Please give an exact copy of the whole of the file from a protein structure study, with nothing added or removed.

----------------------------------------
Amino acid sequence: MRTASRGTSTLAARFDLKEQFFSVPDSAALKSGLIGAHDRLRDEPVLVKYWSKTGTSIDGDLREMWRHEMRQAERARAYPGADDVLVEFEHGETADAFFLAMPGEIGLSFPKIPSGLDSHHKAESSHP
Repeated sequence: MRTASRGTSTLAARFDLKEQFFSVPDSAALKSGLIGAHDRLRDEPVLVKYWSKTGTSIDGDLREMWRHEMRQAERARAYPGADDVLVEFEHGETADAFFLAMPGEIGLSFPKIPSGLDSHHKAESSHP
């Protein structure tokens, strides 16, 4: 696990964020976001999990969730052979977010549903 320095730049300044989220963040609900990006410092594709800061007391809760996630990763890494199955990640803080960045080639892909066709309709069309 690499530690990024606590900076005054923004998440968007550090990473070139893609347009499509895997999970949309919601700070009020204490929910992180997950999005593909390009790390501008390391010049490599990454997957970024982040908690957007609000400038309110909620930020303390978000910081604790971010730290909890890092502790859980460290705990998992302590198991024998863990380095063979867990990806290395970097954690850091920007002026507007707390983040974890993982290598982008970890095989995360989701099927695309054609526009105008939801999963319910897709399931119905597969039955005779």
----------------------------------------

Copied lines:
Amino acid sequence: MRTASRGTSTLAARFDLKEQFFSVPDSAALKSGLIGAHDRLRDEPVLVKYWSKTGTSIDGDLREMWRHEMRQAERARAYPGADDVLVEFEHGETADAFFLAMPGEIGLSFPKIPSGLDSHHKAESSHP
Repeated sequence: MRTASRGTSTLAARFDLKEQFFSVPDSAALKSGLIGAHDRLRDEPVLVKYWSKTGTSIDGDLREMWRHEMRQAERARAYPGADDVLVEFEHGETADAFFLAMPGEIGLSFPKIPSGLDSHHKAESSHP
């Protein structure tokens, strides 16, 4: 696990964020976001999990969730052979977010549903 320095730049300044989220963040609900990006410092594709800061007391809760996630990763890494199955990640803080960045080639892909066709309709069309 690499530690990024606590900076005054923004998440968007550090990473070139893609347009499509895997999970949309919601700070009020204490929910992180997950999005593909390009790390501008390391010049490599990454997957970024982040908690957007609000400038309110909620930020303390978000910081604790971010730290909890890092502790859980460290705990998992302590198991024998863990380095063979867990990806290395970097954690850091920007002026507007707390983040974890993982290598982008970890095989995360989701099927695309054609526009105008939801999963319910897709399931119905597969039955005779």